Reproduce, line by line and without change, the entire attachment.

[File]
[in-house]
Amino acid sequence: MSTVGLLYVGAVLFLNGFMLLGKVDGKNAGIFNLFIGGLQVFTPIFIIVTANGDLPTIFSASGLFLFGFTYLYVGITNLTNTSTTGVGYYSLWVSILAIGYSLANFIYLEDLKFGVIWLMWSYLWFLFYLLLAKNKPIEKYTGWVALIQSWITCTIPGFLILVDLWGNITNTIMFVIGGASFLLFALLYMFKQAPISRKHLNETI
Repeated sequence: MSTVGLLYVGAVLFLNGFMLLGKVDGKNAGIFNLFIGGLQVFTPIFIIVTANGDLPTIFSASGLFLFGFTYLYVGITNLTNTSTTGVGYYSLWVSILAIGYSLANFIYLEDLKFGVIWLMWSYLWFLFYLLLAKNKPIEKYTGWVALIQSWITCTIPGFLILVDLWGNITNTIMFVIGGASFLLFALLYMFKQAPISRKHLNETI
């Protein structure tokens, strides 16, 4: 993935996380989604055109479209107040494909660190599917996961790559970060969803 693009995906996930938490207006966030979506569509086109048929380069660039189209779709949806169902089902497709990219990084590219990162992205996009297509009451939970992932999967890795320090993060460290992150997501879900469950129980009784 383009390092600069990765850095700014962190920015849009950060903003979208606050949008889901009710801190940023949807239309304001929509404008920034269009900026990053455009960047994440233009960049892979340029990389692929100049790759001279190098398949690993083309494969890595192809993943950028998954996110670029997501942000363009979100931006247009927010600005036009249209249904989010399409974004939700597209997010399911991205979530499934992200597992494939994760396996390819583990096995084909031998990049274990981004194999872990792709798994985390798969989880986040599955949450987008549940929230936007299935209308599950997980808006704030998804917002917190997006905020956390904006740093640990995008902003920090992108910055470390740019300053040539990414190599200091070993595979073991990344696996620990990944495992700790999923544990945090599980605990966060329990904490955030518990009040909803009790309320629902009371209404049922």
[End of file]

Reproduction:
[in-house]
Amino acid sequence: MSTVGLLYVGAVLFLNGFMLLGKVDGKNAGIFNLFIGGLQVFTPIFIIVTANGDLPTIFSASGLFLFGFTYLYVGITNLTNTSTTGVGYYSLWVSILAIGYSLANFIYLEDLKFGVIWLMWSYLWFLFYLLLAKNKPIEKYTGWVALIQSWITCTIPGFLILVDLWGNITNTIMFVIGGASFLLFALLYMFKQAPISRKHLNETI
Repeated sequence: MSTVGLLYVGAVLFLNGFMLLGKVDGKNAGIFNLFIGGLQVFTPIFIIVTANGDLPTIFSASGLFLFGFTYLYVGITNLTNTSTTGVGYYSLWVSILAIGYSLANFIYLEDLKFGVIWLMWSYLWFLFYLLLAKNKPIEKYTGWVALIQSWITCTIPGFLILVDLWGNITNTIMFVIGGASFLLFALLYMFKQAPISRKHLNETI
């Protein structure tokens, strides 16, 4: 993935996380989604055109479209107040494909660190599917996961790559970060969803 693009995906996930938490207006966030979506569509086109048929380069660039189209779709949806169902089902497709990219990084590219990162992205996009297509009451939970992932999967890795320090993060460290992150997501879900469950129980009784 383009390092600069990765850095700014962190920015849009950060903003979208606050949008889901009710801190940023949807239309304001929509404008920034269009900026990053455009960047994440233009960049892979340029990389692929100049790759001279190098398949690993083309494969890595192809993943950028998954996110670029997501942000363009979100931006247009927010600005036009249209249904989010399409974004939700597209997010399911991205979530499934992200597992494939994760396996390819583990096995084909031998990049274990981004194999872990792709798994985390798969989880986040599955949450987008549940929230936007299935209308599950997980808006704030998804917002917190997006905020956390904006740093640990995008902003920090992108910055470390740019300053040539990414190599200091070993595979073991990344696996620990990944495992700790999923544990945090599980605990966060329990904490955030518990009040909803009790309320629902009371209404049922």